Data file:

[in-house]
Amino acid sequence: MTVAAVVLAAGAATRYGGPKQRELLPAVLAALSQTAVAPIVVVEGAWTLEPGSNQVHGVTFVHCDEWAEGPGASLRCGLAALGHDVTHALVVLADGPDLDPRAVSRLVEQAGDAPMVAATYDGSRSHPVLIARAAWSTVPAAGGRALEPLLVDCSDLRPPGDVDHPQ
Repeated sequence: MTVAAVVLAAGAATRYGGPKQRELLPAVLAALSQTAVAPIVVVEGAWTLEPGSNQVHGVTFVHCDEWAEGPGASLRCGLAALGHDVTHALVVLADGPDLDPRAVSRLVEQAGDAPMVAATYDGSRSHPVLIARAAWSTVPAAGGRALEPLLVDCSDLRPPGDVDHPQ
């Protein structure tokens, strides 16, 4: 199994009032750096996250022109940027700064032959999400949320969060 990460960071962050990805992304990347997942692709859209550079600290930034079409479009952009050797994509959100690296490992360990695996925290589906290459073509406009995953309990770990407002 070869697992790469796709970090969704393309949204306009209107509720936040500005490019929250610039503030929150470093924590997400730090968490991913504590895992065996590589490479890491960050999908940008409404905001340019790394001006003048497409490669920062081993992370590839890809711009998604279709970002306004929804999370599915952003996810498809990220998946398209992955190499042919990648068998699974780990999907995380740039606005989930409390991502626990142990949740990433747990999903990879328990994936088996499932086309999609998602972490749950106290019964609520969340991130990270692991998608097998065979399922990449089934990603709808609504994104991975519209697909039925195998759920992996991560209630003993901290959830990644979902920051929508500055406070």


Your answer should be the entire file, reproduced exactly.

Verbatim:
[in-house]
Amino acid sequence: MTVAAVVLAAGAATRYGGPKQRELLPAVLAALSQTAVAPIVVVEGAWTLEPGSNQVHGVTFVHCDEWAEGPGASLRCGLAALGHDVTHALVVLADGPDLDPRAVSRLVEQAGDAPMVAATYDGSRSHPVLIARAAWSTVPAAGGRALEPLLVDCSDLRPPGDVDHPQ
Repeated sequence: MTVAAVVLAAGAATRYGGPKQRELLPAVLAALSQTAVAPIVVVEGAWTLEPGSNQVHGVTFVHCDEWAEGPGASLRCGLAALGHDVTHALVVLADGPDLDPRAVSRLVEQAGDAPMVAATYDGSRSHPVLIARAAWSTVPAAGGRALEPLLVDCSDLRPPGDVDHPQ
């Protein structure tokens, strides 16, 4: 199994009032750096996250022109940027700064032959999400949320969060 990460960071962050990805992304990347997942692709859209550079600290930034079409479009952009050797994509959100690296490992360990695996925290589906290459073509406009995953309990770990407002 070869697992790469796709970090969704393309949204306009209107509720936040500005490019929250610039503030929150470093924590997400730090968490991913504590895992065996590589490479890491960050999908940008409404905001340019790394001006003048497409490669920062081993992370590839890809711009998604279709970002306004929804999370599915952003996810498809990220998946398209992955190499042919990648068998699974780990999907995380740039606005989930409390991502626990142990949740990433747990999903990879328990994936088996499932086309999609998602972490749950106290019964609520969340991130990270692991998608097998065979399922990449089934990603709808609504994104991975519209697909039925195998759920992996991560209630003993901290959830990644979902920051929508500055406070």